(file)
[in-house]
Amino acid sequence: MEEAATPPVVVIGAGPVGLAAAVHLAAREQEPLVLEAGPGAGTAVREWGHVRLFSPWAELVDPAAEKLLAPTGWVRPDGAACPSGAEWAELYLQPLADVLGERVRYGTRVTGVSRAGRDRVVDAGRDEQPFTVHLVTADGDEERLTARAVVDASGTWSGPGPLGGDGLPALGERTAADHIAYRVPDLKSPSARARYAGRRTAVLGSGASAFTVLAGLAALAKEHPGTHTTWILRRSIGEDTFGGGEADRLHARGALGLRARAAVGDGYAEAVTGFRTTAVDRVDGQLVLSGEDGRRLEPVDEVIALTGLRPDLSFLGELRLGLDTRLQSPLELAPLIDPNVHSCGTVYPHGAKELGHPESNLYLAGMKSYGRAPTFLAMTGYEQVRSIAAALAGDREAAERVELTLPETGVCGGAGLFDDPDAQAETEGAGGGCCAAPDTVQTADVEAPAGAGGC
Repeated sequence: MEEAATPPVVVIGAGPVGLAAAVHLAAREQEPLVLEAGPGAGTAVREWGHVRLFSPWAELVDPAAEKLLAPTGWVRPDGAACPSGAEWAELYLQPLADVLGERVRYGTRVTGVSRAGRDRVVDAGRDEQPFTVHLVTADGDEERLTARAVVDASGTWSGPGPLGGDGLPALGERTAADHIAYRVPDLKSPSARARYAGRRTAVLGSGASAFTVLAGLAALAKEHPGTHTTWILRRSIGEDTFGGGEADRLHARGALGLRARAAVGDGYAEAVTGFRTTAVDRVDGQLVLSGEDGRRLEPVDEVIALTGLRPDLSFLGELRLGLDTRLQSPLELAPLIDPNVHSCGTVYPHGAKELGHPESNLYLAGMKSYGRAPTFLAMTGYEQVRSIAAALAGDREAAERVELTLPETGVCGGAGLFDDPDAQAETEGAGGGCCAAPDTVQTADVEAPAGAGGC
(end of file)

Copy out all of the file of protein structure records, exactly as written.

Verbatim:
[in-house]
Amino acid sequence: MEEAATPPVVVIGAGPVGLAAAVHLAAREQEPLVLEAGPGAGTAVREWGHVRLFSPWAELVDPAAEKLLAPTGWVRPDGAACPSGAEWAELYLQPLADVLGERVRYGTRVTGVSRAGRDRVVDAGRDEQPFTVHLVTADGDEERLTARAVVDASGTWSGPGPLGGDGLPALGERTAADHIAYRVPDLKSPSARARYAGRRTAVLGSGASAFTVLAGLAALAKEHPGTHTTWILRRSIGEDTFGGGEADRLHARGALGLRARAAVGDGYAEAVTGFRTTAVDRVDGQLVLSGEDGRRLEPVDEVIALTGLRPDLSFLGELRLGLDTRLQSPLELAPLIDPNVHSCGTVYPHGAKELGHPESNLYLAGMKSYGRAPTFLAMTGYEQVRSIAAALAGDREAAERVELTLPETGVCGGAGLFDDPDAQAETEGAGGGCCAAPDTVQTADVEAPAGAGGC
Repeated sequence: MEEAATPPVVVIGAGPVGLAAAVHLAAREQEPLVLEAGPGAGTAVREWGHVRLFSPWAELVDPAAEKLLAPTGWVRPDGAACPSGAEWAELYLQPLADVLGERVRYGTRVTGVSRAGRDRVVDAGRDEQPFTVHLVTADGDEERLTARAVVDASGTWSGPGPLGGDGLPALGERTAADHIAYRVPDLKSPSARARYAGRRTAVLGSGASAFTVLAGLAALAKEHPGTHTTWILRRSIGEDTFGGGEADRLHARGALGLRARAAVGDGYAEAVTGFRTTAVDRVDGQLVLSGEDGRRLEPVDEVIALTGLRPDLSFLGELRLGLDTRLQSPLELAPLIDPNVHSCGTVYPHGAKELGHPESNLYLAGMKSYGRAPTFLAMTGYEQVRSIAAALAGDREAAERVELTLPETGVCGGAGLFDDPDAQAETEGAGGGCCAAPDTVQTADVEAPAGAGGC